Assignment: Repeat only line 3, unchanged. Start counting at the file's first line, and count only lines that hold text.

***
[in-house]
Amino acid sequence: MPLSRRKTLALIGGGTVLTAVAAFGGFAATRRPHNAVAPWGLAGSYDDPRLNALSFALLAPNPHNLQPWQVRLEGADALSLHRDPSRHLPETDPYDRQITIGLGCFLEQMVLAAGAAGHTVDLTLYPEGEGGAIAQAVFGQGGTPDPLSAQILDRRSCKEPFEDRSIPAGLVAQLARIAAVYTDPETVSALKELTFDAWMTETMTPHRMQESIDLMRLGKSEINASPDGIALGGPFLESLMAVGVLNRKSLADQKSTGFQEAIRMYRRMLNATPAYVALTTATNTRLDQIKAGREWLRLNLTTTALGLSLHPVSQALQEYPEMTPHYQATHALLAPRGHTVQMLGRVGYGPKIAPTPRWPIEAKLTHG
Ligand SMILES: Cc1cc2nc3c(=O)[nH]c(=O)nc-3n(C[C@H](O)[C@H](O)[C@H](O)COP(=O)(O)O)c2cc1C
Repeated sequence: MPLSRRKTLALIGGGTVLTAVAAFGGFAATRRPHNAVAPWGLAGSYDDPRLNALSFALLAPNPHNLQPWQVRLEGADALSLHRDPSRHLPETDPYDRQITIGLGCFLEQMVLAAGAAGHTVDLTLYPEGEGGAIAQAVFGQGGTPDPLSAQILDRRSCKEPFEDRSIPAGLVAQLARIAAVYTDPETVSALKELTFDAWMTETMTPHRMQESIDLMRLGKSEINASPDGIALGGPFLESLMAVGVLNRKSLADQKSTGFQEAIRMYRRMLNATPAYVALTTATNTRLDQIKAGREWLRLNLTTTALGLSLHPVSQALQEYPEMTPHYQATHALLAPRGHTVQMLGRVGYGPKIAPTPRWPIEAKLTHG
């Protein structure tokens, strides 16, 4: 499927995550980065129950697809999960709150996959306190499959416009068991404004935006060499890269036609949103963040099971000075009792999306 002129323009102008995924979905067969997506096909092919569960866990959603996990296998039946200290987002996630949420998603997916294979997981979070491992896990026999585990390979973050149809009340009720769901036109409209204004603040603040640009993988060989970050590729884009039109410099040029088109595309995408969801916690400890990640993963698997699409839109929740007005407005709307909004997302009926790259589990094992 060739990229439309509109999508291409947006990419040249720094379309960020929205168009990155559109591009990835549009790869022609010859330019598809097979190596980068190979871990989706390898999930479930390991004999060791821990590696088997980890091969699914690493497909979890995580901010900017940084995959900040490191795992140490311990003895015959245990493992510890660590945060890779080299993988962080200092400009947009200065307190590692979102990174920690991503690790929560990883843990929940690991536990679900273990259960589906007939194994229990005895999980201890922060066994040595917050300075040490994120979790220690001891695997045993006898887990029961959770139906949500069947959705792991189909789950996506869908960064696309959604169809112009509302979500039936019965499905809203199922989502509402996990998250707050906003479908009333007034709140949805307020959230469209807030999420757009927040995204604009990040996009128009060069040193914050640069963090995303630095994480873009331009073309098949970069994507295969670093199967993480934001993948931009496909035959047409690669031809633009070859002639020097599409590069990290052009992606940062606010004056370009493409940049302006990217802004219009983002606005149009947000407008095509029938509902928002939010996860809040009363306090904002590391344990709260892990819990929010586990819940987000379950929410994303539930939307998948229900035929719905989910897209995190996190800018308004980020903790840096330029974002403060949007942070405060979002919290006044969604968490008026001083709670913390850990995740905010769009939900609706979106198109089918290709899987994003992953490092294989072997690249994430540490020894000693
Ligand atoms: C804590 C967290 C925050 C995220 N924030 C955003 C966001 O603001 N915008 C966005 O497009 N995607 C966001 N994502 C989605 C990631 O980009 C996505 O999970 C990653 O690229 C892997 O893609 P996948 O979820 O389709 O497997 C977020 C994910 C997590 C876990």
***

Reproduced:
Ligand SMILES: Cc1cc2nc3c(=O)[nH]c(=O)nc-3n(C[C@H](O)[C@H](O)[C@H](O)COP(=O)(O)O)c2cc1C